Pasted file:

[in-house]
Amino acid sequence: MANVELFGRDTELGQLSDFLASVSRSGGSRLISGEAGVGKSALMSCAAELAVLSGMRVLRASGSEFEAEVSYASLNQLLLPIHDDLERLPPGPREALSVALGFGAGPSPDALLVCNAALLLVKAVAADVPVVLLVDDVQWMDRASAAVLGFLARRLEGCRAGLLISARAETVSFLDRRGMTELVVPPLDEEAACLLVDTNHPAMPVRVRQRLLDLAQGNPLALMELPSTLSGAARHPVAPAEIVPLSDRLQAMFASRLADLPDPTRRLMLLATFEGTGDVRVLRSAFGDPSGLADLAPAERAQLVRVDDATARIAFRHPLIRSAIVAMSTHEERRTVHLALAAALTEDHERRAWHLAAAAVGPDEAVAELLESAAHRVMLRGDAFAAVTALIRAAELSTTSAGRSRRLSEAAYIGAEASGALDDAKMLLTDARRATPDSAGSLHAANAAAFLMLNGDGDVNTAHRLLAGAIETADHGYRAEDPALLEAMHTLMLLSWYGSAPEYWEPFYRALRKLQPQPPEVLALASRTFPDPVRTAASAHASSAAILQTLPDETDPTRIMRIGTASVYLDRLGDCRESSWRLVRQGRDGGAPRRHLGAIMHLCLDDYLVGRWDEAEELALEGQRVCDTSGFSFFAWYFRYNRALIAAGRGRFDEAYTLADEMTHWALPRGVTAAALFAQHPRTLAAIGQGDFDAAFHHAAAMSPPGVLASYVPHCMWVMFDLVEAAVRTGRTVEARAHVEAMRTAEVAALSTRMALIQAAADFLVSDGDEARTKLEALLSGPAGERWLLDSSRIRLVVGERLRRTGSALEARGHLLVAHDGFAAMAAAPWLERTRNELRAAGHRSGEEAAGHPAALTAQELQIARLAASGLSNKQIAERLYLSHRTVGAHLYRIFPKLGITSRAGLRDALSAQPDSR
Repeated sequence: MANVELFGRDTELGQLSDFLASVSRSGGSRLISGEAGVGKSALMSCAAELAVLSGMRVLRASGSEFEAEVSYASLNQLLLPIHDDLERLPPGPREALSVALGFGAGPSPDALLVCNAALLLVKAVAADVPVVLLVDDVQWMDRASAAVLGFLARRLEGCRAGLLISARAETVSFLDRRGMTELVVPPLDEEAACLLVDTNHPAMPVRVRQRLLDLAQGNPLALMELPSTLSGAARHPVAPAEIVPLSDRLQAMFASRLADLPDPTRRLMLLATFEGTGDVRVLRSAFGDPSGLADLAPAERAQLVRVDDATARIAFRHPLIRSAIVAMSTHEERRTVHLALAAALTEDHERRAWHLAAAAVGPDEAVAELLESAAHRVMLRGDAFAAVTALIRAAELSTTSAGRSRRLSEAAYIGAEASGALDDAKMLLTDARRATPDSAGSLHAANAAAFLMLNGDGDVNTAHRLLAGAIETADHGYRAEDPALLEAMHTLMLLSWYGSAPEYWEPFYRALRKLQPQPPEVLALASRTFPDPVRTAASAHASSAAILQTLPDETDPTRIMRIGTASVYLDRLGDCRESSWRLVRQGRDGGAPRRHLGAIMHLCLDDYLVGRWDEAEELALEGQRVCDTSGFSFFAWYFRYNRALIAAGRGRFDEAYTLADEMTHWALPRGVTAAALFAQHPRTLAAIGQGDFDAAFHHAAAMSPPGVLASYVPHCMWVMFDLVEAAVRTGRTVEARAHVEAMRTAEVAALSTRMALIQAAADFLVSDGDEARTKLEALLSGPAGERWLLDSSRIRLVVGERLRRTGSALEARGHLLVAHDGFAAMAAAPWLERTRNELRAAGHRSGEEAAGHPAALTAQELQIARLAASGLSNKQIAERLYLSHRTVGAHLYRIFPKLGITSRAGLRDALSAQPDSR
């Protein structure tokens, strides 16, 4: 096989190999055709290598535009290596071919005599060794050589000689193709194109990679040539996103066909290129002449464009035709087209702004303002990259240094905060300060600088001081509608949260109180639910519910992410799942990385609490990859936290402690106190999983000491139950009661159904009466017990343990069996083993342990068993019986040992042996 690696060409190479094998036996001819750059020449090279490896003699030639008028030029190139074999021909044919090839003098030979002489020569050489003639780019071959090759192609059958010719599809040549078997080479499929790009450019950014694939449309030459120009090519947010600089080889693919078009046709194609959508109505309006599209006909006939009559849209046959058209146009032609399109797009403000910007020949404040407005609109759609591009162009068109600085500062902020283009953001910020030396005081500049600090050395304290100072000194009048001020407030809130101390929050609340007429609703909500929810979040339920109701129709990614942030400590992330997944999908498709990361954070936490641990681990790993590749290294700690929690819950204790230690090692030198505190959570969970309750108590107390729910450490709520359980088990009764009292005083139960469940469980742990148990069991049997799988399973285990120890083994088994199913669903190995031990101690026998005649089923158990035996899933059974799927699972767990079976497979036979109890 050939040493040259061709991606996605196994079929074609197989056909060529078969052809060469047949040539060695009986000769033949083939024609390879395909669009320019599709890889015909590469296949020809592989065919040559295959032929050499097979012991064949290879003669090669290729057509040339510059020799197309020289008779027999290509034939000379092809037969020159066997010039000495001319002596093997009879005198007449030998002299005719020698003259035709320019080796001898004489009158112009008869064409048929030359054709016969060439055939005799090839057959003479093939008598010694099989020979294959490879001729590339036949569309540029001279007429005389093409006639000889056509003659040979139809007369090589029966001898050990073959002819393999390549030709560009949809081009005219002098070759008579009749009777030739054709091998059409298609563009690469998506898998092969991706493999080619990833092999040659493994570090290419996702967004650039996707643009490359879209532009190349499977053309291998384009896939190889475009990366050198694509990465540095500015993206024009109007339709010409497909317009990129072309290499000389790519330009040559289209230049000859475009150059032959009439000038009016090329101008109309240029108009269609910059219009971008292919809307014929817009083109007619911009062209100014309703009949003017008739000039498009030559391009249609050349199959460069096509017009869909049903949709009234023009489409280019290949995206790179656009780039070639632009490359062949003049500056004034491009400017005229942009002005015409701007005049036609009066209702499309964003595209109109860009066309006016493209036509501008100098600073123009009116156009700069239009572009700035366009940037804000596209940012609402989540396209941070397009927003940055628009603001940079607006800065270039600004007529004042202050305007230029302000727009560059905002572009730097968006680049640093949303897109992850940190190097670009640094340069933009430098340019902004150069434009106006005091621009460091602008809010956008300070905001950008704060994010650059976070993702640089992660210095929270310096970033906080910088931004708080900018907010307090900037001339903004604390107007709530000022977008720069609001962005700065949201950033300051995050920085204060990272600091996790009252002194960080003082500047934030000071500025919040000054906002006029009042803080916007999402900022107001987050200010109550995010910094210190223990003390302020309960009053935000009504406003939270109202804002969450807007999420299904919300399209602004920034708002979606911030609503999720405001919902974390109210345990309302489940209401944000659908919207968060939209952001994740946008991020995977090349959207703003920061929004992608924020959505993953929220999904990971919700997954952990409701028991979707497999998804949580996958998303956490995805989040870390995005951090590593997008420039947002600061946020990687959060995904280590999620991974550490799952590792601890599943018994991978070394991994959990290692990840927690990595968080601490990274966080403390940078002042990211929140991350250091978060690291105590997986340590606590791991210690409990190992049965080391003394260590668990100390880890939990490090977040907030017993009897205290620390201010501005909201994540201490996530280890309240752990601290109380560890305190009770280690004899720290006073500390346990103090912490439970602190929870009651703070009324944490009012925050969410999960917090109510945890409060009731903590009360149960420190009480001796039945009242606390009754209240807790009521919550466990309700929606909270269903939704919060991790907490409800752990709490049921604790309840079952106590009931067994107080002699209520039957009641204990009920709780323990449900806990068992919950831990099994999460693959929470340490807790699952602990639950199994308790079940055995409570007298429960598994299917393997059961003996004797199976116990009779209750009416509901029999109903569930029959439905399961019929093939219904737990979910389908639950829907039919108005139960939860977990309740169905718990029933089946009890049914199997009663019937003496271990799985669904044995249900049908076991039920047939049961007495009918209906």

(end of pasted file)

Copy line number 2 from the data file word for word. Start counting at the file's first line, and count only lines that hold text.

Amino acid sequence: MANVELFGRDTELGQLSDFLASVSRSGGSRLISGEAGVGKSALMSCAAELAVLSGMRVLRASGSEFEAEVSYASLNQLLLPIHDDLERLPPGPREALSVALGFGAGPSPDALLVCNAALLLVKAVAADVPVVLLVDDVQWMDRASAAVLGFLARRLEGCRAGLLISARAETVSFLDRRGMTELVVPPLDEEAACLLVDTNHPAMPVRVRQRLLDLAQGNPLALMELPSTLSGAARHPVAPAEIVPLSDRLQAMFASRLADLPDPTRRLMLLATFEGTGDVRVLRSAFGDPSGLADLAPAERAQLVRVDDATARIAFRHPLIRSAIVAMSTHEERRTVHLALAAALTEDHERRAWHLAAAAVGPDEAVAELLESAAHRVMLRGDAFAAVTALIRAAELSTTSAGRSRRLSEAAYIGAEASGALDDAKMLLTDARRATPDSAGSLHAANAAAFLMLNGDGDVNTAHRLLAGAIETADHGYRAEDPALLEAMHTLMLLSWYGSAPEYWEPFYRALRKLQPQPPEVLALASRTFPDPVRTAASAHASSAAILQTLPDETDPTRIMRIGTASVYLDRLGDCRESSWRLVRQGRDGGAPRRHLGAIMHLCLDDYLVGRWDEAEELALEGQRVCDTSGFSFFAWYFRYNRALIAAGRGRFDEAYTLADEMTHWALPRGVTAAALFAQHPRTLAAIGQGDFDAAFHHAAAMSPPGVLASYVPHCMWVMFDLVEAAVRTGRTVEARAHVEAMRTAEVAALSTRMALIQAAADFLVSDGDEARTKLEALLSGPAGERWLLDSSRIRLVVGERLRRTGSALEARGHLLVAHDGFAAMAAAPWLERTRNELRAAGHRSGEEAAGHPAALTAQELQIARLAASGLSNKQIAERLYLSHRTVGAHLYRIFPKLGITSRAGLRDALSAQPDSR